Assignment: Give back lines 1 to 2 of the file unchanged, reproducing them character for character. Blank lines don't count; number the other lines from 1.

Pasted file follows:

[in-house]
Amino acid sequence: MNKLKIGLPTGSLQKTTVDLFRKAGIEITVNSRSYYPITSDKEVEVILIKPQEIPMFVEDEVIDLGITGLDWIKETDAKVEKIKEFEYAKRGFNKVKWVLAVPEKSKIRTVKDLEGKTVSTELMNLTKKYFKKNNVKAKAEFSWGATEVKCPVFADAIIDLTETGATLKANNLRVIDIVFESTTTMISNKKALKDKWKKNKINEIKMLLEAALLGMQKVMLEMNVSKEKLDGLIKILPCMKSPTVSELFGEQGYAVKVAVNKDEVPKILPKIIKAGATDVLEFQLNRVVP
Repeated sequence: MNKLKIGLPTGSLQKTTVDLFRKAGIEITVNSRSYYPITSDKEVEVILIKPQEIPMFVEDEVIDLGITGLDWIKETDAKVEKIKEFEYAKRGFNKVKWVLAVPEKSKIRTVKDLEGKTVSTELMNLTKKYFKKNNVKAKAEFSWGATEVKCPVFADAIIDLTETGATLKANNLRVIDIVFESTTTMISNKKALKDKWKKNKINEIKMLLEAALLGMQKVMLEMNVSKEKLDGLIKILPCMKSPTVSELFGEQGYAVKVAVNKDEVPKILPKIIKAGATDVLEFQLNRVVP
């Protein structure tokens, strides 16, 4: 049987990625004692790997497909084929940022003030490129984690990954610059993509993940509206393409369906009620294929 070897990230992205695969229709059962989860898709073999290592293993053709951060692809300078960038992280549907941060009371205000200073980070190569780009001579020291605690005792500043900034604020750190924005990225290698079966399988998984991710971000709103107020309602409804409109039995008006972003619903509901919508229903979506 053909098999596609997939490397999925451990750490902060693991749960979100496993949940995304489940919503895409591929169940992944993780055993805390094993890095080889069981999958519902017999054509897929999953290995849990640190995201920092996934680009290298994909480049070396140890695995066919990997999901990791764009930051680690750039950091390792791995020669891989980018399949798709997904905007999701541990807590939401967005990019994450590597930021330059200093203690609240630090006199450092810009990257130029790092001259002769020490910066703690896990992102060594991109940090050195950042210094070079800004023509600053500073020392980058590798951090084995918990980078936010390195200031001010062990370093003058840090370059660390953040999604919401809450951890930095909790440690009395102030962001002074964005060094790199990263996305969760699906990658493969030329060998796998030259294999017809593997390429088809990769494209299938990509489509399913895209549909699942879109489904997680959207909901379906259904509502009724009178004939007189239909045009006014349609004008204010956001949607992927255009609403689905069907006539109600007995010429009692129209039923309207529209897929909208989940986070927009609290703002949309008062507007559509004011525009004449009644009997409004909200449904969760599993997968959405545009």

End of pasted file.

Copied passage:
[in-house]
Amino acid sequence: MNKLKIGLPTGSLQKTTVDLFRKAGIEITVNSRSYYPITSDKEVEVILIKPQEIPMFVEDEVIDLGITGLDWIKETDAKVEKIKEFEYAKRGFNKVKWVLAVPEKSKIRTVKDLEGKTVSTELMNLTKKYFKKNNVKAKAEFSWGATEVKCPVFADAIIDLTETGATLKANNLRVIDIVFESTTTMISNKKALKDKWKKNKINEIKMLLEAALLGMQKVMLEMNVSKEKLDGLIKILPCMKSPTVSELFGEQGYAVKVAVNKDEVPKILPKIIKAGATDVLEFQLNRVVP